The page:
Effective April 2, China has increased tariffs on 128 goods imported from the U.S. in response to the additional tariffs Washington imposed on steel and aluminum as of March 23. China sees the U.S. duties as safeguard measures, despite the fact that they were nominally imposed for national security reasons, and believes they are inconsistent with the WTO Safeguards Agreement.
China’s tariff increases, which will reportedly affect approximately $3 billion worth of imports, include the following.
- 15 percent on (a) nuts, including coconuts, cashews, almonds, hazelnuts, walnuts, chestnuts, pistachios, and macadamia nuts; (b) fresh or dried fruits, including plantains, bananas, dates, figs, pineapples, avocadoes, guavas, mangoes, oranges, mandarins, clementines, grapefruit, lemons, grapes, watermelons, papayas, apples, pears, cherries, peaches, plums, strawberries, raspberries, blackberries, cranberries, kiwi, durian, persimmons, lychee, longan, rambutan, dragon fruit, and apricots; (c) grape wine; (d) denatured ethyl alcohol, (e) ginseng roots, and (f) seamless tubes, pipes, and hollow profiles of iron or steel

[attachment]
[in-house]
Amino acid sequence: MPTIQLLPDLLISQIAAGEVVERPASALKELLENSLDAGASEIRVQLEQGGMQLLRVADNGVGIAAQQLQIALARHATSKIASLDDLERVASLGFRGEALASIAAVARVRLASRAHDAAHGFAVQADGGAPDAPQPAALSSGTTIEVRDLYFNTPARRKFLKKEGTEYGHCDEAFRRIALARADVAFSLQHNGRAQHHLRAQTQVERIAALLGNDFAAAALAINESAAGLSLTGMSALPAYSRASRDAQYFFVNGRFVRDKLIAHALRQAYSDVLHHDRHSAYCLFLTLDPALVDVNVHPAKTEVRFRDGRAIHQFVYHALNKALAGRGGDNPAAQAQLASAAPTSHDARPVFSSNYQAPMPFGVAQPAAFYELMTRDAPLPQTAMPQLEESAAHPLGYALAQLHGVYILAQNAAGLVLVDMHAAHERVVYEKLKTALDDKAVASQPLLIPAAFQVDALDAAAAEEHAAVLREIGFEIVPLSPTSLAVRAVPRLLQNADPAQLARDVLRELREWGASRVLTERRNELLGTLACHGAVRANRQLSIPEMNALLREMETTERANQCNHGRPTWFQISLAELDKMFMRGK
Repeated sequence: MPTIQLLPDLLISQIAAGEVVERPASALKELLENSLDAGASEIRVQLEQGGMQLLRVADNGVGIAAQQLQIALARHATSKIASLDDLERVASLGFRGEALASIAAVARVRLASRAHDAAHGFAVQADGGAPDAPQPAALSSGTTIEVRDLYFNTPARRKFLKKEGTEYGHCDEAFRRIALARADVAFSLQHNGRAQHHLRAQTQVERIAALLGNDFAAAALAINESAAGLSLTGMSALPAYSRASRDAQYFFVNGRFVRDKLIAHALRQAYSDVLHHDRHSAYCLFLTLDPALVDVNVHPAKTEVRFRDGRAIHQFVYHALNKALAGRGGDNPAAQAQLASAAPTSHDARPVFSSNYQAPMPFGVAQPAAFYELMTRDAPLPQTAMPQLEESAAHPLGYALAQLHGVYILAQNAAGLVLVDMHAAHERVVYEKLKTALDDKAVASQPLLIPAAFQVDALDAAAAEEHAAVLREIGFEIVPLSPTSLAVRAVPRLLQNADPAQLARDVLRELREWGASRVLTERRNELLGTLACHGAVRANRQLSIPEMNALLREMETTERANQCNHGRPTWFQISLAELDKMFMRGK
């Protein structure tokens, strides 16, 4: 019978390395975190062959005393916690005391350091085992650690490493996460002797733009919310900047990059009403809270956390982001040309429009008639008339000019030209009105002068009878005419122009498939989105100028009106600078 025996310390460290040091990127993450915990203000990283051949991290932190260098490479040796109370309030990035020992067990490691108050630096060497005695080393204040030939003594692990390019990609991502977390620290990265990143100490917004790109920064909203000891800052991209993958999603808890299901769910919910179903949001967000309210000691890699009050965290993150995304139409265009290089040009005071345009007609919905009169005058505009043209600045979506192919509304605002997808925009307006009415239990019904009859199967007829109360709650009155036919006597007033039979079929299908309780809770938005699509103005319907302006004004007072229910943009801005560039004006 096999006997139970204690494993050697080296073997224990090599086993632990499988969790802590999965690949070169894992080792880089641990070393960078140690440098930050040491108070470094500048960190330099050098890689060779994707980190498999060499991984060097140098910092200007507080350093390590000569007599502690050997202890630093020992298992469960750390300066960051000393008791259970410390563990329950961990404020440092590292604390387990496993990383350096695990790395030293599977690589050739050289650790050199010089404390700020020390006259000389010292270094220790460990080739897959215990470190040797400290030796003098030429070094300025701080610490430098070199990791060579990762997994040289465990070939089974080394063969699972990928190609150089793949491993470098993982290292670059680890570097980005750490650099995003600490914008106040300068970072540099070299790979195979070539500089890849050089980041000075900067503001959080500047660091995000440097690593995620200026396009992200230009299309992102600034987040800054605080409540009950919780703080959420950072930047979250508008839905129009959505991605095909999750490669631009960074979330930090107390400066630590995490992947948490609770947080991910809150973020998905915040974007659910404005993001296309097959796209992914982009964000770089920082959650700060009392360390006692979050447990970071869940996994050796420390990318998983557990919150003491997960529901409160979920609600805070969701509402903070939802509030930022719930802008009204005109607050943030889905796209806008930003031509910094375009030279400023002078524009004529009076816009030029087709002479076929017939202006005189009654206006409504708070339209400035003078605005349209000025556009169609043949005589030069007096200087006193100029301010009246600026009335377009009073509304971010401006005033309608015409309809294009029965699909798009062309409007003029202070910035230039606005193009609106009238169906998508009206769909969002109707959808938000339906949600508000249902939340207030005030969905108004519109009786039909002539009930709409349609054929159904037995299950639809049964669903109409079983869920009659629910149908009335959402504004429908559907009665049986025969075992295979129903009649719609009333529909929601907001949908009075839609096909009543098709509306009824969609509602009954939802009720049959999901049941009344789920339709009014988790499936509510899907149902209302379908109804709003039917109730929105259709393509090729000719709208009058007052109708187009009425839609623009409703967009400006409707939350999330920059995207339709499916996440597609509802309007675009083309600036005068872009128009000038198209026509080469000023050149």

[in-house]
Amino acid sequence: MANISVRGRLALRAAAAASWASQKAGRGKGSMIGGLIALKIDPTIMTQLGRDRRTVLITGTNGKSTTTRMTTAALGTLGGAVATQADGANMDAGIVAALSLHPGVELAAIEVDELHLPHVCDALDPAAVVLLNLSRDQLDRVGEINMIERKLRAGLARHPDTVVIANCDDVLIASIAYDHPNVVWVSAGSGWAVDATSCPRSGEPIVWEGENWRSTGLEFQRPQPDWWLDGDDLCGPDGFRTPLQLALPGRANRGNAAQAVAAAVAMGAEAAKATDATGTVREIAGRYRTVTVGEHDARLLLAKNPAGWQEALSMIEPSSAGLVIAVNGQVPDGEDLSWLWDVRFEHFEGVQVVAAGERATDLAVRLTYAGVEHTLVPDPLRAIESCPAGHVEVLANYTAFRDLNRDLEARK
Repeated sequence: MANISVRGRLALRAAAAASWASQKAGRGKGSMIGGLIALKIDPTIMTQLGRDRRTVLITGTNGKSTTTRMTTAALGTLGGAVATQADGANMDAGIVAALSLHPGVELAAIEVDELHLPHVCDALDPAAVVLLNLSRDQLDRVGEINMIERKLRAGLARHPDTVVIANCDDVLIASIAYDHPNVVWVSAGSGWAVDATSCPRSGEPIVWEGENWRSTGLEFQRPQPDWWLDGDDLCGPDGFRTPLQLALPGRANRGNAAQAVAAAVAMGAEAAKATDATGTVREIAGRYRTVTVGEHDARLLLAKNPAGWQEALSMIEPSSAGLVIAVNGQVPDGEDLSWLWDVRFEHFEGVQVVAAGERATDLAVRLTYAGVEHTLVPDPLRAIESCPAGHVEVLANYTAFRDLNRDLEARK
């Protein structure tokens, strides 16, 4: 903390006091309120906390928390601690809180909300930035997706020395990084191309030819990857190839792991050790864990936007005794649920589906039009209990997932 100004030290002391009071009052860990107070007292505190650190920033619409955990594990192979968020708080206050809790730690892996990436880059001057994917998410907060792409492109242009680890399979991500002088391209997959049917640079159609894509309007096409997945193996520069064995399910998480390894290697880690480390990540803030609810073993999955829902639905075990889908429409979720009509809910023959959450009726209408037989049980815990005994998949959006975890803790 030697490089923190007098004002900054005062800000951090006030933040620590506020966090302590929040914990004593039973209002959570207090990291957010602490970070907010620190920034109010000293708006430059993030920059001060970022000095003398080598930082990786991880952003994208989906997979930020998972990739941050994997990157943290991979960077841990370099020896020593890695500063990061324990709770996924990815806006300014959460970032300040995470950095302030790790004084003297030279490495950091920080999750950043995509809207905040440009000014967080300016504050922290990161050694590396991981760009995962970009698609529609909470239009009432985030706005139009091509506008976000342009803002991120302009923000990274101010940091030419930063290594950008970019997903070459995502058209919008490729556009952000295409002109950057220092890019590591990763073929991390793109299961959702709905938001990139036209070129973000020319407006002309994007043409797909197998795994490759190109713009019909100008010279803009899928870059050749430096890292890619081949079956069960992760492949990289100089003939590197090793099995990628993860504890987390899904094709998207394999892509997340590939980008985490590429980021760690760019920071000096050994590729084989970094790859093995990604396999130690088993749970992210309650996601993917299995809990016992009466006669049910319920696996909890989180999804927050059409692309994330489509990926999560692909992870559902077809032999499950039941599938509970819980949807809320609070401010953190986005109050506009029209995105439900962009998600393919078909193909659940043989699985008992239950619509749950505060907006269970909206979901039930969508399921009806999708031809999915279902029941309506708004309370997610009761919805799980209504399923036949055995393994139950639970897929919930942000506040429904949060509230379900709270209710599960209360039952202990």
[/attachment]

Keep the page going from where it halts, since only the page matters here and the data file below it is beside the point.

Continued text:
- 25 percent on (a) aluminum waste and scrap and (b) meat and edible meat offal of swine
A notification to the World Trade Organization states that China reserves the right to adjust the list of targeted products and tariff rates.